Fear is the ultimate fuel for the horror genre. It, perhaps, explains why the genre has been used by filmmakers over the years to commentate on the ills of society. It’s no different with Otana, Wingonia Ikpi’s ambitiously directed short film. It tells the story of Peace, a young lady suffering intense sexual trauma, who bonds with a demon from hell over the ambiguities of pain and vengeance.
The roughly 25 minutes short tells the story of sexual assault and its attendant traumas with the graphicness that ensures the timely message is branded into the psyche of audiences. Nollywood has been accused of staleness by many outsiders but Wingonia’s provocative sensibilities could be the shake-up the industry desperately needs in times like this.
The FilmKaku team had a quick chat with the filmmaker about Otana, her filmic philosophy, influences, and plans for the future. The transcript of the conversation was transcribed, condensed, and edited for publication.
FilmKaku: Could you introduce us to your background in film? How did Wingonia’s journey start?
Wingonia Ikpi: I grew up in a small town called ‘Ugep’ for a bit. Those were the days we still did lots of VCD and DVD rentals. As a child, I remember spending most of my money on getting those films. And, yes, they were mostly Nollywood films. Sometimes, I starved myself in school just to be able to afford them. I grew up with these films and they helped build my love for the craft.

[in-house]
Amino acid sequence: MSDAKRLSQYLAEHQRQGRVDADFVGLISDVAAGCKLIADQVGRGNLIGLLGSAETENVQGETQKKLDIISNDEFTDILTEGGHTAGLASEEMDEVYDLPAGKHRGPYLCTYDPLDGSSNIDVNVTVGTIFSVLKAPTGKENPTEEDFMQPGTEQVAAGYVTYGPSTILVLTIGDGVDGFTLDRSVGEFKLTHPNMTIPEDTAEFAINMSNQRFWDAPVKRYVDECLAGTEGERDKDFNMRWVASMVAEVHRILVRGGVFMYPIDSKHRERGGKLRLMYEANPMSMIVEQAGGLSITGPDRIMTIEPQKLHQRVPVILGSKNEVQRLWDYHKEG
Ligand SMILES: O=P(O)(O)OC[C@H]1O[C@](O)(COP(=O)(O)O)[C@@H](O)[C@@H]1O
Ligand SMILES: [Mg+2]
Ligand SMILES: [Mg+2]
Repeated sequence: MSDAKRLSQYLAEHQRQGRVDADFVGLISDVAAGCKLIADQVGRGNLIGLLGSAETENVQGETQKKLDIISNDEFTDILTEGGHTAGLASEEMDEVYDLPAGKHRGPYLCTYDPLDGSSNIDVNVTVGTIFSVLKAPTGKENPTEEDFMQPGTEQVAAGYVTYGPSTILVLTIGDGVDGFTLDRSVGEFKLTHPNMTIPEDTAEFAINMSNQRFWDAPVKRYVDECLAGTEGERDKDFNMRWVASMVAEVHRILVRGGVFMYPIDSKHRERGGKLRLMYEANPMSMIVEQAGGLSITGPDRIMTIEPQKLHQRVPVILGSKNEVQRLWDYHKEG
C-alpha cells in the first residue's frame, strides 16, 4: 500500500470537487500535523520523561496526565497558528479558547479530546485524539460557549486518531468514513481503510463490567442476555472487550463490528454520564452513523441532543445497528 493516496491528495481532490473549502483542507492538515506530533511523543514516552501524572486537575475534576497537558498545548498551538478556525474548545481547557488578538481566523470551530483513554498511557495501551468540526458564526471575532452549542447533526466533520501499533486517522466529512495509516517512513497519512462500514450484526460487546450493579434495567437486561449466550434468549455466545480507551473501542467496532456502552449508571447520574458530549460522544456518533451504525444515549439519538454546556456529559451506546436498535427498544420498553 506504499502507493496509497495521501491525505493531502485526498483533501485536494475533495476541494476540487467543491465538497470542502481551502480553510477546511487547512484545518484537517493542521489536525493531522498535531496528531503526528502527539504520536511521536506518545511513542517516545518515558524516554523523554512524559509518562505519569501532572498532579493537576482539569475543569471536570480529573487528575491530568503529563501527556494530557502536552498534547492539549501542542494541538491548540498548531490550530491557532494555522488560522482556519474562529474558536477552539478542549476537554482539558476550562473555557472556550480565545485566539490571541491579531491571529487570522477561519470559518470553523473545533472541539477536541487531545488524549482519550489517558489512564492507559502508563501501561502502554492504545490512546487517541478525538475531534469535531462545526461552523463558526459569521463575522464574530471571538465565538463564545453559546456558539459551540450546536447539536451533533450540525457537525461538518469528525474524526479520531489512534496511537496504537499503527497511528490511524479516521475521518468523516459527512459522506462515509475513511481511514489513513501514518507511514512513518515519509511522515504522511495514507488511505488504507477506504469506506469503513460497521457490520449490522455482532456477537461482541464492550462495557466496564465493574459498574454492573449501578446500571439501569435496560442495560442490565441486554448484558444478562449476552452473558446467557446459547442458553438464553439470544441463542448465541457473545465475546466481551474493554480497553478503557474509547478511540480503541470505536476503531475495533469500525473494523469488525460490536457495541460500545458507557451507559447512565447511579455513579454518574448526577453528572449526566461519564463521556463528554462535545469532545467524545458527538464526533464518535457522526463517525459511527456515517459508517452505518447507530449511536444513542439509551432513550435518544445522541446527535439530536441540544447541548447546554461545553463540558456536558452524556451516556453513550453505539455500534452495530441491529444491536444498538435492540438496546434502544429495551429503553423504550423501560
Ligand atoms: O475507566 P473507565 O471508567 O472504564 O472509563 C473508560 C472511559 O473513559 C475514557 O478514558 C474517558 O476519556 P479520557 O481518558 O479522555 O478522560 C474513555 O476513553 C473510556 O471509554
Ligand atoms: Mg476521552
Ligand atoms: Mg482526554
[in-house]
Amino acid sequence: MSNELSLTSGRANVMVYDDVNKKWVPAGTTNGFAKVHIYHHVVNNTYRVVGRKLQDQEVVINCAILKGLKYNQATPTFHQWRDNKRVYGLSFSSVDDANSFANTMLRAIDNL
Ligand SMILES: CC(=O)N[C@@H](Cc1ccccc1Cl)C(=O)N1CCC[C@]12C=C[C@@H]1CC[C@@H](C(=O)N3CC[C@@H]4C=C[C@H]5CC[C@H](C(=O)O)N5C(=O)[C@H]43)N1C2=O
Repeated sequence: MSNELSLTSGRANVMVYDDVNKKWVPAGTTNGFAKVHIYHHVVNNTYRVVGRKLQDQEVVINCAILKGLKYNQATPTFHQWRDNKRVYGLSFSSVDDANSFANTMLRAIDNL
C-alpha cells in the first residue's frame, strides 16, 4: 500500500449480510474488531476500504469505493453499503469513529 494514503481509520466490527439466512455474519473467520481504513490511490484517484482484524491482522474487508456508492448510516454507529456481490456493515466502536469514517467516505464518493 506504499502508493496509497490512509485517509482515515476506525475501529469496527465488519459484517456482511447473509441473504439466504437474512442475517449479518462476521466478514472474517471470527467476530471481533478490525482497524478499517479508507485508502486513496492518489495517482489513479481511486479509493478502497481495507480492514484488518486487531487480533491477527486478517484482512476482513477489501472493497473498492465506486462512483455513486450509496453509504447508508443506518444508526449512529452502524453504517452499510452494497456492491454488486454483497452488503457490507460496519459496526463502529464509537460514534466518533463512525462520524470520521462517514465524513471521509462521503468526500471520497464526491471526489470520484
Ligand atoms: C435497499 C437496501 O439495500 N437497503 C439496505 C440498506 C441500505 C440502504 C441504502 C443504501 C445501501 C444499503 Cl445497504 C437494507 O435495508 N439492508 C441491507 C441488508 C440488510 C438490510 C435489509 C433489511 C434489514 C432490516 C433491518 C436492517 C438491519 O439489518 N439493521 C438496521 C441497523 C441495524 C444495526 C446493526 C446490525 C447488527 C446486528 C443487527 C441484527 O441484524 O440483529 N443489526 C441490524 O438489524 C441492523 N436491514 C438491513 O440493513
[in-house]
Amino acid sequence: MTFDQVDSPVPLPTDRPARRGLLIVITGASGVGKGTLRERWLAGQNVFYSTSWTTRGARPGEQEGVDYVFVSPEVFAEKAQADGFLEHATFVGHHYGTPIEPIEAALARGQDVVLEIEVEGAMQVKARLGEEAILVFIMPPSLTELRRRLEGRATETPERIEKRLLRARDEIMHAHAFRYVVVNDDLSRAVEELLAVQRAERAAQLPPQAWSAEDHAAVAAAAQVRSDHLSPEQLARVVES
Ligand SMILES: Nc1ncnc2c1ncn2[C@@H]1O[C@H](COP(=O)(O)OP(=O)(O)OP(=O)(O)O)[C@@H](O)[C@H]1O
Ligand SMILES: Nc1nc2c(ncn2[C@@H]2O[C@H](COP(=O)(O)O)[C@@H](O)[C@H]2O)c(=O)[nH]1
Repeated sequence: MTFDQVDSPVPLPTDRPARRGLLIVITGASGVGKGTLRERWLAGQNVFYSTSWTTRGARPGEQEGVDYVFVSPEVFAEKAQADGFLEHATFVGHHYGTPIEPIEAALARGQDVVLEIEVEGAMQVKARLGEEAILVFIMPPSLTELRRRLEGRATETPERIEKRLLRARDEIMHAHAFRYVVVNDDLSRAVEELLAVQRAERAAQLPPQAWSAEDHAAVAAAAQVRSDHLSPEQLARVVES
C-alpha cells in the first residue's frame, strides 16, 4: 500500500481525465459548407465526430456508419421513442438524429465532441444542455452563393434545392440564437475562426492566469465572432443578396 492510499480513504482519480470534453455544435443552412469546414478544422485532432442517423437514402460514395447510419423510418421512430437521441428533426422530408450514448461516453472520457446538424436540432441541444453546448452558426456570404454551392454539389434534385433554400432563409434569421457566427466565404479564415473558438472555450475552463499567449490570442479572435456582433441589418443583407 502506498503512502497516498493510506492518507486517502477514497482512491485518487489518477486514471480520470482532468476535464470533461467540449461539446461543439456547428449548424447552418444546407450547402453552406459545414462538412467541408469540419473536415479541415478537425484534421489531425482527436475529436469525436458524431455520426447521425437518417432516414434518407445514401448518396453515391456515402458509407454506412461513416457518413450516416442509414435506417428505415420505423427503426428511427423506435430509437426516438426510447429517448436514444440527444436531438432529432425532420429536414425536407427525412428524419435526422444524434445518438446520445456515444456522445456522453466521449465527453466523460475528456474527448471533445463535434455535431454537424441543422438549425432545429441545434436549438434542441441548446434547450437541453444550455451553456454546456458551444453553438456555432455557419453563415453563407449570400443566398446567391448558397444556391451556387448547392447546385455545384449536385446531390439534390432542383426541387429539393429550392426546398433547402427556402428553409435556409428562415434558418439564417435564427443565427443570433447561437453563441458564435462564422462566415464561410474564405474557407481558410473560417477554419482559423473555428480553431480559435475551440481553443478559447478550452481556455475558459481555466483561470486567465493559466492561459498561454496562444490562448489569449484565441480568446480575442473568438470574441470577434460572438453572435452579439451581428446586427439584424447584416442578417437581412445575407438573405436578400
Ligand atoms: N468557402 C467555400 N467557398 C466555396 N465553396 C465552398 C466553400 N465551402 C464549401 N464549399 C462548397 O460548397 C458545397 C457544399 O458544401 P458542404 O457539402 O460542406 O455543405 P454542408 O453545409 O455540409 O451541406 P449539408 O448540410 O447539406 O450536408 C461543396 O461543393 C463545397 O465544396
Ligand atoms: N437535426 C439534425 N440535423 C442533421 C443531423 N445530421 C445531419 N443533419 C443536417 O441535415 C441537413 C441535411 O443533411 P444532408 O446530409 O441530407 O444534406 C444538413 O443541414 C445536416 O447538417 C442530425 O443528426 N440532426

Fast-forward to 2017, while I used to post stories on Facebook, Ootobong Ekpenyong, a friend of mine, liked one of the stories and showed interest in working with it. Together, we developed it into a short film titled ‘Eno’s Demons’ and that’s how my screenwriting profession started. Later in 2018, I moved to Lagos, received more screenwriting training, and then wrote a feature script.
FK: Eno’s Demons, an interesting title. With Otana being your debut as a director, it’s obvious you have an affinity for horror and mystical elements in your stories. How did that sensibility emerge for you?
WI: As I said, I grew up in my hometown. So, I grew around stories, stories, and more stories. Especially stories that were rich with these elements. This influenced me into becoming a storyteller in school and I guess that’s how the passion started to form.
FK: Why this movie? Why did you decide to do it?
WI: Firstly, I’m passionate about women; I love to question societal values and I’m curious about the old ways. Secondly, I did this as a calling card. Horror is a very sensitive and difficult genre to pull off, so I thought to dare myself. Also, the horror genre is dynamic enough to serve as a conduit for many themes and messages, while still serving up ample entertainment value.